The Indian Pueblo Cultural Center (IPCC) is located in Albuquerque, just off of I-40. Michael and I are members, though we only get to IPCC once or twice a year. We think the story of IPCC is important, and wanted to share a bit of it with you.
Just over 40 years ago, the 19 New Mexico pueblos got together and decided that they needed an objective, professional way to share the rich history of the pueblo peoples with the rest of the world. In 1976, they opened the IPCC, showcasing not only the story of the pueblo peoples, but also the amazing artistry that has been developed over the centuries by these people.
IPCC carefully and respectfully tells the story of the pueblo peoples, tracing the evolution of the pueblos from the ancestral Native Americans through major paradigm shifts like the arrival of the Spanish conquistadores, and the challenges of preserving Native American culture and belief systems while also living in the Anglo world. The exhibits are very professional, and the contributions of artifacts are rich and stunning to examine.
Unlike many museums, IPCC is constantly alive with interactive events and activities. They feature authentic, traditional dances, often bringing in dance groups on the weekends from not only the pueblos, but also from Native American tribes from around North America. The pageantry, colors, and music are always informative and captivating to watch.
In addition to showcasing historic and current artists, IPCC seriously embraces its role as an educator, hosting frequent talks from experts on subjects as wide ranging as water conservation to traditional pottery making. Fortunately, many of their talks are recorded and available on the IPCC website, and I always seem to learn many new things when I watch the videos.
Numerous events are scheduled every month – there is always something wonderful and informative happening at IPCC. For the month of March one of the events is a “Celebration of the legacy of Lucy Lewis” and how it is carried on by her family and students. Another upcoming event during this month as a continuation of Women as the Creators and Keepers of Tradition is a view into the IPCC collection of Pabilta Velarde, Helen Hardin, and Margarete Bagshaw. Make plans to visit the incredible center and continue to learn more about the pueblos, their history, and their wonderful people.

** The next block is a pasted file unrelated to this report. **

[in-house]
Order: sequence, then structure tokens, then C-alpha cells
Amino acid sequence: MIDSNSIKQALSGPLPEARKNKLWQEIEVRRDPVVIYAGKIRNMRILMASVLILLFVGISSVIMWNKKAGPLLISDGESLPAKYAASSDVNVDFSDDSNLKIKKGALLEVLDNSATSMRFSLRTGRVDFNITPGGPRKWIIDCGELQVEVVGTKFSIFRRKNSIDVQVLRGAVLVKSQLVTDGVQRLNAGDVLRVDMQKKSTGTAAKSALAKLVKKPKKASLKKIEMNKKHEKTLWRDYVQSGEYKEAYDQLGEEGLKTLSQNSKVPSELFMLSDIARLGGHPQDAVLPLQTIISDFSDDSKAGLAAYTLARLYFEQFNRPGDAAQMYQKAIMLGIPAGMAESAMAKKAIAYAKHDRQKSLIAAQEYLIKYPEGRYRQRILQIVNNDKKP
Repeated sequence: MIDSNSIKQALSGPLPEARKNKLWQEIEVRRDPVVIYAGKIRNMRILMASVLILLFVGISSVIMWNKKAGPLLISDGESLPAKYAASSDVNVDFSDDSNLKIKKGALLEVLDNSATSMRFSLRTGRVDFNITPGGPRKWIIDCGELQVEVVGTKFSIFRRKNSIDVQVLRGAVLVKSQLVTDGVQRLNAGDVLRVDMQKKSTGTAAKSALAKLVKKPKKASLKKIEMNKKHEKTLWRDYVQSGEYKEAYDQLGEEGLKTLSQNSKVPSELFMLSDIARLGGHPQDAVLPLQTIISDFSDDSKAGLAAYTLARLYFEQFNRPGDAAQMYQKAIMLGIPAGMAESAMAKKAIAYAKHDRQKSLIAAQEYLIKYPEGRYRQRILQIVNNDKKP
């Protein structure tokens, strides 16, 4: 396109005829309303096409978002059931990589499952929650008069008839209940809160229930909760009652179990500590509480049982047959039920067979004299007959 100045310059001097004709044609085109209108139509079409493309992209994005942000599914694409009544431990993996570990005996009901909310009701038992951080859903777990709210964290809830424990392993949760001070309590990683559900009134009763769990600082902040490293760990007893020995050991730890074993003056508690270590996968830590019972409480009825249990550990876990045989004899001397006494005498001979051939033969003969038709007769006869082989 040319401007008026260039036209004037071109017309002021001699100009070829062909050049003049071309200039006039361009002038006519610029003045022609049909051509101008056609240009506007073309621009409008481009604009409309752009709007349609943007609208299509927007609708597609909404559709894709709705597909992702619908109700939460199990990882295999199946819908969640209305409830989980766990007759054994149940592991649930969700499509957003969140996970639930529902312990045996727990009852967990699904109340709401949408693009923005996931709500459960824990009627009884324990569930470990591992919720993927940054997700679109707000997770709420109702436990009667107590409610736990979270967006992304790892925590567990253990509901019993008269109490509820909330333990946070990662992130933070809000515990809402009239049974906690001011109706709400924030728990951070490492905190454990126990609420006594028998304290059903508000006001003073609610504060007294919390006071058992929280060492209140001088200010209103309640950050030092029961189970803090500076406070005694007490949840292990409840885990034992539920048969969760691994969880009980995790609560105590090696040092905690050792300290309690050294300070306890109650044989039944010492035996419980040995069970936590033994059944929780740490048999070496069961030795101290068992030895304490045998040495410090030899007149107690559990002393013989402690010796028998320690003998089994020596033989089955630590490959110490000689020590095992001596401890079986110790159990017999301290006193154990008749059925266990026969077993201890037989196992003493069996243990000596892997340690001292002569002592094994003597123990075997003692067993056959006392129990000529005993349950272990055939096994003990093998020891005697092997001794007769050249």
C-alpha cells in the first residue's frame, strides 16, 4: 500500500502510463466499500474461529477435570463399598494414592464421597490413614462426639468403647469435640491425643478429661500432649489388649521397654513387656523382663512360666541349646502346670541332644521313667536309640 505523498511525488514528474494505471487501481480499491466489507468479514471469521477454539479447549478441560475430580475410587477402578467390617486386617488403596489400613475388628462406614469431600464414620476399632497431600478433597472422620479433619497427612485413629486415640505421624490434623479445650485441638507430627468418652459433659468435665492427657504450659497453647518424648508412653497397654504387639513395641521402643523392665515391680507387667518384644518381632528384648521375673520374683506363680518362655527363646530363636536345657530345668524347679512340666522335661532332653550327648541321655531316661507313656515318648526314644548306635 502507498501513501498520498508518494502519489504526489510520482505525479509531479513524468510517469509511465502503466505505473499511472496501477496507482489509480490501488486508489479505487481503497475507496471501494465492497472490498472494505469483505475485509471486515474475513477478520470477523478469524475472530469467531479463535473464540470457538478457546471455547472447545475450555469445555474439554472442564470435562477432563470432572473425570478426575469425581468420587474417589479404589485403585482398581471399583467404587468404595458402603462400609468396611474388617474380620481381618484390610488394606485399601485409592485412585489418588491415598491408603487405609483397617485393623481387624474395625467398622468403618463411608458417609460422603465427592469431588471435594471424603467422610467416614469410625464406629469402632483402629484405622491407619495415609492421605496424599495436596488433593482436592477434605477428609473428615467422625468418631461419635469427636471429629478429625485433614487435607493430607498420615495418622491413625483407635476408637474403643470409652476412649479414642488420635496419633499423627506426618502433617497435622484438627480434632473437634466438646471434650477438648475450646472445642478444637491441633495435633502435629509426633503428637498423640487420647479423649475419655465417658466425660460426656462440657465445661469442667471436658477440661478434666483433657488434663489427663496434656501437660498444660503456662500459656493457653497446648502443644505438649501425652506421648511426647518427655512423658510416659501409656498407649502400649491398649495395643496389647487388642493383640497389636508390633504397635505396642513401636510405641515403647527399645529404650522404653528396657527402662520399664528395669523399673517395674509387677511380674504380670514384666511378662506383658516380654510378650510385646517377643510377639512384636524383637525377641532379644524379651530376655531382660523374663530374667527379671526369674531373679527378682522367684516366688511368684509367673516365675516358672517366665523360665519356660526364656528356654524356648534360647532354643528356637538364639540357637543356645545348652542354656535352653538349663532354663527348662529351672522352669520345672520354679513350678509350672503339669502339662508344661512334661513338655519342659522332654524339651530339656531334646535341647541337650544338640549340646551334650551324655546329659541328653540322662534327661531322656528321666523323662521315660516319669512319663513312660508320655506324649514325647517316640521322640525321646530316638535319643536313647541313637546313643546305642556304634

There are two other things that really make IPCC a wonderful tourist stop for both families and tour groups alike. The first is the Pueblo Harvest Café, where Executive Chef David Ruiz and his staff prepare delicious menus. They often have special features, such as their upcoming Valentine’s Day Dinner, and give us an opportunity to really explore pueblo foods done well.
The second, which is also among my favorite aspects of IPCC, is Shumakolowa Native Arts. This exquisite outlet for Native American works is simply packed with Native American treasures at all price points. Not only authentic pottery, textiles, jewelry, paintings, and other pueblo art, but also books, music, clothing, and wonderful treasures for all pocketbooks. Ask Manager Ira Wilson or anyone on his team about an item, and they can tell you the back story and help you to be a more educated buyer of authentic Native American items. Ira goes out often to buy the items directly from the artists, and he has lovely blogs and lots of photos that really convey the hard work that these artists put into their craft.
IPCC just opened a huge Starbucks as part of their operation, and I can’t wait to see this newest addition. This year, IPCC celebrates its 40th anniversary, and they have a lot of special birthday celebrations planned to mark this wonderful milestone. Stop by and check it out, or if you have been in the past, stop by and see what is new. I know it is well worth your time!
Once again, we will be visiting there soon. And I can’t wait!